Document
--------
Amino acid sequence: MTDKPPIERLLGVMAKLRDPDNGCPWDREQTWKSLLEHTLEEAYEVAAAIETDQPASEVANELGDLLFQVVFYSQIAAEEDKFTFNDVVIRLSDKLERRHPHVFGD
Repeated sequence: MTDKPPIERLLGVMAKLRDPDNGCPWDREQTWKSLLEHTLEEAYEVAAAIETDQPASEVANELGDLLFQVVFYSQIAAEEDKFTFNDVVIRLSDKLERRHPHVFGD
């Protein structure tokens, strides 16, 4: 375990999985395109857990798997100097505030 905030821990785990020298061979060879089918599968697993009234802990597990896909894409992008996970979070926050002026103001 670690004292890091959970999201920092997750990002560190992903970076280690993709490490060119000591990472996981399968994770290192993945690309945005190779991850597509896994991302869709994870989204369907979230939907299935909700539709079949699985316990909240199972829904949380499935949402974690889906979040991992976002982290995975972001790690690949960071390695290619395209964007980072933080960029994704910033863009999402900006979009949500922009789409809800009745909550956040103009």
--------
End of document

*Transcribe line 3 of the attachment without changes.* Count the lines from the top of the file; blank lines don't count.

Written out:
């Protein structure tokens, strides 16, 4: 375990999985395109857990798997100097505030 905030821990785990020298061979060879089918599968697993009234802990597990896909894409992008996970979070926050002026103001 670690004292890091959970999201920092997750990002560190992903970076280690993709490490060119000591990472996981399968994770290192993945690309945005190779991850597509896994991302869709994870989204369907979230939907299935909700539709079949699985316990909240199972829904949380499935949402974690889906979040991992976002982290995975972001790690690949960071390695290619395209964007980072933080960029994704910033863009999402900006979009949500922009789409809800009745909550956040103009």